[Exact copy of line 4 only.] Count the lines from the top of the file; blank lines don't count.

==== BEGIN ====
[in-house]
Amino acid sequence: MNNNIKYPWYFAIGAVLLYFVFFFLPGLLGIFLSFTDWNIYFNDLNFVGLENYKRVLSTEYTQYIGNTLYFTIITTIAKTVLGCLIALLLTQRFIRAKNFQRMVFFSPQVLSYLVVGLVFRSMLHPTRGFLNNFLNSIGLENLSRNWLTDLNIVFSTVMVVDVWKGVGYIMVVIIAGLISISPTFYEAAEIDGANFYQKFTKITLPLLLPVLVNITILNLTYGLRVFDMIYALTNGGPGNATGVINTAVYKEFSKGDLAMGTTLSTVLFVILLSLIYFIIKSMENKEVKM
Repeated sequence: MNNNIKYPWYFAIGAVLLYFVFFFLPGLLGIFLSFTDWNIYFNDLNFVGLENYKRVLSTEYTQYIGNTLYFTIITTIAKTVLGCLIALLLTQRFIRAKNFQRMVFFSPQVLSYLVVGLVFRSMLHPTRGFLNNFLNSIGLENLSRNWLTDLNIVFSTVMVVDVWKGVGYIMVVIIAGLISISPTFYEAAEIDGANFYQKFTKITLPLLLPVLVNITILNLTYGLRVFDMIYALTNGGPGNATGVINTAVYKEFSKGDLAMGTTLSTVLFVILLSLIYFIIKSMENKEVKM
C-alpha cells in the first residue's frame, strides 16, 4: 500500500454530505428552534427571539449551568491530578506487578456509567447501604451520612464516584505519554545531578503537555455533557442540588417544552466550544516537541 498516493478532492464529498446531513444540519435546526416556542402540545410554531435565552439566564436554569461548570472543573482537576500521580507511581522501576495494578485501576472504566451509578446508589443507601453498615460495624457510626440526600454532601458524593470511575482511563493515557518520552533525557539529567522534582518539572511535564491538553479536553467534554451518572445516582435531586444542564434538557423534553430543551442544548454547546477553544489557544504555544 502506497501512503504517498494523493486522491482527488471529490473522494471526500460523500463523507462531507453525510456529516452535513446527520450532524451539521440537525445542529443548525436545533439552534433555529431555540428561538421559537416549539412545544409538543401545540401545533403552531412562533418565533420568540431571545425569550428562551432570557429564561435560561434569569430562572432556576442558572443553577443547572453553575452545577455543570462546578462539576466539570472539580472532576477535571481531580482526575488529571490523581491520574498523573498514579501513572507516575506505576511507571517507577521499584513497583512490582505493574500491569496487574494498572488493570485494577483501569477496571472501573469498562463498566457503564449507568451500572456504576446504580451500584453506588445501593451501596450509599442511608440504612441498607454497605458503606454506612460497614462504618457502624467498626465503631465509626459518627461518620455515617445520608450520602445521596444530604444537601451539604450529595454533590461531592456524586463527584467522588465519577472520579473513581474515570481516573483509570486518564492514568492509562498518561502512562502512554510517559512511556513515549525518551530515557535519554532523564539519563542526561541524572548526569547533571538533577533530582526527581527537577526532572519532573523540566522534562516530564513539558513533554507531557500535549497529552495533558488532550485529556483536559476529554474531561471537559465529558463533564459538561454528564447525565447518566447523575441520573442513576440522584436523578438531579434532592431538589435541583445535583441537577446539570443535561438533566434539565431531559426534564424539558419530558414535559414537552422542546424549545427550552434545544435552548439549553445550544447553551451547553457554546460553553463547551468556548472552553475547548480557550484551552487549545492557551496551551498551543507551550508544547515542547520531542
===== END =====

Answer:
C-alpha cells in the first residue's frame, strides 16, 4: 500500500454530505428552534427571539449551568491530578506487578456509567447501604451520612464516584505519554545531578503537555455533557442540588417544552466550544516537541 498516493478532492464529498446531513444540519435546526416556542402540545410554531435565552439566564436554569461548570472543573482537576500521580507511581522501576495494578485501576472504566451509578446508589443507601453498615460495624457510626440526600454532601458524593470511575482511563493515557518520552533525557539529567522534582518539572511535564491538553479536553467534554451518572445516582435531586444542564434538557423534553430543551442544548454547546477553544489557544504555544 502506497501512503504517498494523493486522491482527488471529490473522494471526500460523500463523507462531507453525510456529516452535513446527520450532524451539521440537525445542529443548525436545533439552534433555529431555540428561538421559537416549539412545544409538543401545540401545533403552531412562533418565533420568540431571545425569550428562551432570557429564561435560561434569569430562572432556576442558572443553577443547572453553575452545577455543570462546578462539576466539570472539580472532576477535571481531580482526575488529571490523581491520574498523573498514579501513572507516575506505576511507571517507577521499584513497583512490582505493574500491569496487574494498572488493570485494577483501569477496571472501573469498562463498566457503564449507568451500572456504576446504580451500584453506588445501593451501596450509599442511608440504612441498607454497605458503606454506612460497614462504618457502624467498626465503631465509626459518627461518620455515617445520608450520602445521596444530604444537601451539604450529595454533590461531592456524586463527584467522588465519577472520579473513581474515570481516573483509570486518564492514568492509562498518561502512562502512554510517559512511556513515549525518551530515557535519554532523564539519563542526561541524572548526569547533571538533577533530582526527581527537577526532572519532573523540566522534562516530564513539558513533554507531557500535549497529552495533558488532550485529556483536559476529554474531561471537559465529558463533564459538561454528564447525565447518566447523575441520573442513576440522584436523578438531579434532592431538589435541583445535583441537577446539570443535561438533566434539565431531559426534564424539558419530558414535559414537552422542546424549545427550552434545544435552548439549553445550544447553551451547553457554546460553553463547551468556548472552553475547548480557550484551552487549545492557551496551551498551543507551550508544547515542547520531542